Chinese hospitals and companies have launched free online medical consultation services in an effort to avoid cross-infections and ease pressure on hospitals amid the novel coronavirus outbreak.

Chinese hospitals and companies have launched free online medical consultation services in an effort to avoid cross-infections and ease pressure on hospitals amid the novel coronavirus outbreak.

Five hospitals in east China’s Anhui Province started offering Internet-based diagnosis and treatment of patients with fever on their official WeChat accounts on January 24, reports Reuters.

Patients can access free consultation services via video, voice or text on their cellphone and doctors can check patients’ inspection reports and offer guidance and advice online.

Wang Ran, a respiratory practitioner with the First Affiliated Hospital of Anhui Medical University, said she has treated more than 600 patients online days after the platform’s launch.

“Online medical services can efficiently reduce the risk of cross-infection caused by crowds flocking to hospitals,” she said.

In the cases she encountered, only 1 percent were suspected of being infected with the novel coronavirus.

“I would advise them to go to the hospital to be confirmed while the others with symptoms of common colds can take medicine at home,” said Wang.

Apart from Anhui, many provinces have launched such platforms to relive the pressure on hospitals and contain the spread of the virus.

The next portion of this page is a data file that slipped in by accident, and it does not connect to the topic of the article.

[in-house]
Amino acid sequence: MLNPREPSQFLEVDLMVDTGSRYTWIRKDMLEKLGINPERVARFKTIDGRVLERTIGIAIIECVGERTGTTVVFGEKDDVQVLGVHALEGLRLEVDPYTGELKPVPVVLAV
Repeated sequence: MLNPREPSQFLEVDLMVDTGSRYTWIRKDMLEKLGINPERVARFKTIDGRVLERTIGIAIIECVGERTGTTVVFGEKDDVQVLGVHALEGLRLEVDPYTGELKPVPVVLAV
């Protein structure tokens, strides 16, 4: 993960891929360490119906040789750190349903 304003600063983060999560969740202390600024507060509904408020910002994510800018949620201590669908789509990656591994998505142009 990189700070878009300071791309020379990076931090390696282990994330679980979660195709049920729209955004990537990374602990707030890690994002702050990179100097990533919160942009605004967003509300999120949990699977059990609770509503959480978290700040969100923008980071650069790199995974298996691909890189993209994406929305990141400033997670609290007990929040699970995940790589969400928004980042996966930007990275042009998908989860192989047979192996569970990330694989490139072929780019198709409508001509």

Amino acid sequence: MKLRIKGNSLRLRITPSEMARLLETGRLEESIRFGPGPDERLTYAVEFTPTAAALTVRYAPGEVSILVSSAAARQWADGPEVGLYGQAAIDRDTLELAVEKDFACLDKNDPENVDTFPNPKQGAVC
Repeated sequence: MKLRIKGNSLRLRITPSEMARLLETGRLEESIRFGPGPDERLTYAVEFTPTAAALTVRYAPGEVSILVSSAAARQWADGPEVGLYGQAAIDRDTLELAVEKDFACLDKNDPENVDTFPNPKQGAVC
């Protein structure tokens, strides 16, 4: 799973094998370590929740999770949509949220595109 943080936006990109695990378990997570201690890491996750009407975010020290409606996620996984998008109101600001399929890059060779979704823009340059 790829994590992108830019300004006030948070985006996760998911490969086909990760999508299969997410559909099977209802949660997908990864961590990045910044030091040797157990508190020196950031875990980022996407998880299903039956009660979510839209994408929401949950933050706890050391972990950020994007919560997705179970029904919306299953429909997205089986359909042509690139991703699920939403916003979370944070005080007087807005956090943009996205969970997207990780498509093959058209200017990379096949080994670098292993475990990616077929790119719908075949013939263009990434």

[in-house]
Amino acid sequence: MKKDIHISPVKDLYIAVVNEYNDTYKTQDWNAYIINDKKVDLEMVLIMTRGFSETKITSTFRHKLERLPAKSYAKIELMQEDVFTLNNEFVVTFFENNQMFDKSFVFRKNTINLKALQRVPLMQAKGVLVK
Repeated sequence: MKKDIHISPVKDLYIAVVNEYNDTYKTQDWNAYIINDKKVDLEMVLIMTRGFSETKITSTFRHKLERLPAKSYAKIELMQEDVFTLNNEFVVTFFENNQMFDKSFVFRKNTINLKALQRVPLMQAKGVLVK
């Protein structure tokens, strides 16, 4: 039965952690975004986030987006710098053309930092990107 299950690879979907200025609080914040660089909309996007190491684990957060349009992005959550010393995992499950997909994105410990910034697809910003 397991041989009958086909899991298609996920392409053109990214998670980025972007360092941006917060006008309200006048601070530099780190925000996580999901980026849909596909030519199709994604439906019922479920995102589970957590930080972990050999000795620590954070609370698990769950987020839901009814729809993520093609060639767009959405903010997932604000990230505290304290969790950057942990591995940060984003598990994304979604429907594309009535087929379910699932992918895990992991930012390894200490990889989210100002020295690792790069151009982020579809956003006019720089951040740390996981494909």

Dozens of hospitals in east China’s Shandong Province have opened online fever clinic services, along with several hospitals in east China’s Zhejiang Province.

China’s online platforms including Alibaba and JD.com have also taken steps to offer online services.


Alibaba launched free consultation services on its online shopping platform Taobao and mobile payment app Alipay, where hundreds of professional doctors from all over the country are providing medical services.

Its service homepage received nearly 400,000 visits within 24 hours after launching, with 97 percent of them from central China’s Hubei Province, where the epidemic is most severe, according to data from service provider AliHealth.

Apart from free consultations for patients targeting the novel coronavirus, e-commerce giant JD.com also provides psychological counseling for users, especially stressed medical workers on its app.

Currently, more than 2,000 doctors are offering 24-hour services on the platform for people all around the country.

Another company WeDoctor, which provides online access to licensed doctors, said doctors received more than 100,000 consultations on the platform on January 26.

All patients from across China can access free medical consultation services on the platform amid the novel coronavirus outbreak, according to the company.

Meanwhile, the Huoshenshan (Fire God Mountain) Hospital covering an area of 34,000 square meters and providing 1,000 beds, will receive patients on February 3 after it is delivered to put into use on the night of February 2 reports Xinhua.

Along with Huoshenshan, another makeshift hospital — Leishenshan Hospital is also being built with an expected capacity of 1,500 beds to treat pneumonia patients infected with the novel coronavirus.

Leishenshan Hospital is expected to be put into use on February 6.


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